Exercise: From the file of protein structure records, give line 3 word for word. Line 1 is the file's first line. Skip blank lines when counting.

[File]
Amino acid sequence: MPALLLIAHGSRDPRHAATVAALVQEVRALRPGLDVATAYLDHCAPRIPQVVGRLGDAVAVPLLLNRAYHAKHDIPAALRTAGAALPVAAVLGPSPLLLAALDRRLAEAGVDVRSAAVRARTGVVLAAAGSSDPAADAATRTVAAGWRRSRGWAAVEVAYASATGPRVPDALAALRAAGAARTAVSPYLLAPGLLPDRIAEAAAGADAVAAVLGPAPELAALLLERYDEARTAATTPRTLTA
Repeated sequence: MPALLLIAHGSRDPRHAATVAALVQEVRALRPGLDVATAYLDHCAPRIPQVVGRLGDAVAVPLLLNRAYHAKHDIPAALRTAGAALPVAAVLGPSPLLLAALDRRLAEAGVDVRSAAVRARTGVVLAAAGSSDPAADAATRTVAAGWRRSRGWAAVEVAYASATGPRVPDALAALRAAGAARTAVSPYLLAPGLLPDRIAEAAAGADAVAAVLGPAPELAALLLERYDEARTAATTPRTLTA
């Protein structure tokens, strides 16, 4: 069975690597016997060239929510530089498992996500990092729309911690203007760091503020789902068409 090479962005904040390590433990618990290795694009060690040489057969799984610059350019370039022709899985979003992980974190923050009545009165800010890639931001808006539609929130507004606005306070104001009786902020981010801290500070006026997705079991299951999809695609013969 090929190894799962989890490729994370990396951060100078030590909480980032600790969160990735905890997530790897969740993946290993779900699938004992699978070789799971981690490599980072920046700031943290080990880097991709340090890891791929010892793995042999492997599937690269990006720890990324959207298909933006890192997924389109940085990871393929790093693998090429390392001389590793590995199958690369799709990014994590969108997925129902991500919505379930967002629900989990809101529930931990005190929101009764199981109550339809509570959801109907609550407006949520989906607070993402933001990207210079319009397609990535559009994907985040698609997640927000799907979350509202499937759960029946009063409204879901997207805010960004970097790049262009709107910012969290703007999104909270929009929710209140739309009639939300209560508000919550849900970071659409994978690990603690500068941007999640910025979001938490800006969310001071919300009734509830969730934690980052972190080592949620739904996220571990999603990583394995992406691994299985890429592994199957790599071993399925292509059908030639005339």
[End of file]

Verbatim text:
């Protein structure tokens, strides 16, 4: 069975690597016997060239929510530089498992996500990092729309911690203007760091503020789902068409 090479962005904040390590433990618990290795694009060690040489057969799984610059350019370039022709899985979003992980974190923050009545009165800010890639931001808006539609929130507004606005306070104001009786902020981010801290500070006026997705079991299951999809695609013969 090929190894799962989890490729994370990396951060100078030590909480980032600790969160990735905890997530790897969740993946290993779900699938004992699978070789799971981690490599980072920046700031943290080990880097991709340090890891791929010892793995042999492997599937690269990006720890990324959207298909933006890192997924389109940085990871393929790093693998090429390392001389590793590995199958690369799709990014994590969108997925129902991500919505379930967002629900989990809101529930931990005190929101009764199981109550339809509570959801109907609550407006949520989906607070993402933001990207210079319009397609990535559009994907985040698609997640927000799907979350509202499937759960029946009063409204879901997207805010960004970097790049262009709107910012969290703007999104909270929009929710209140739309009639939300209560508000919550849900970071659409994978690990603690500068941007999640910025979001938490800006969310001071919300009734509830969730934690980052972190080592949620739904996220571990999603990583394995992406691994299985890429592994199957790599071993399925292509059908030639005339």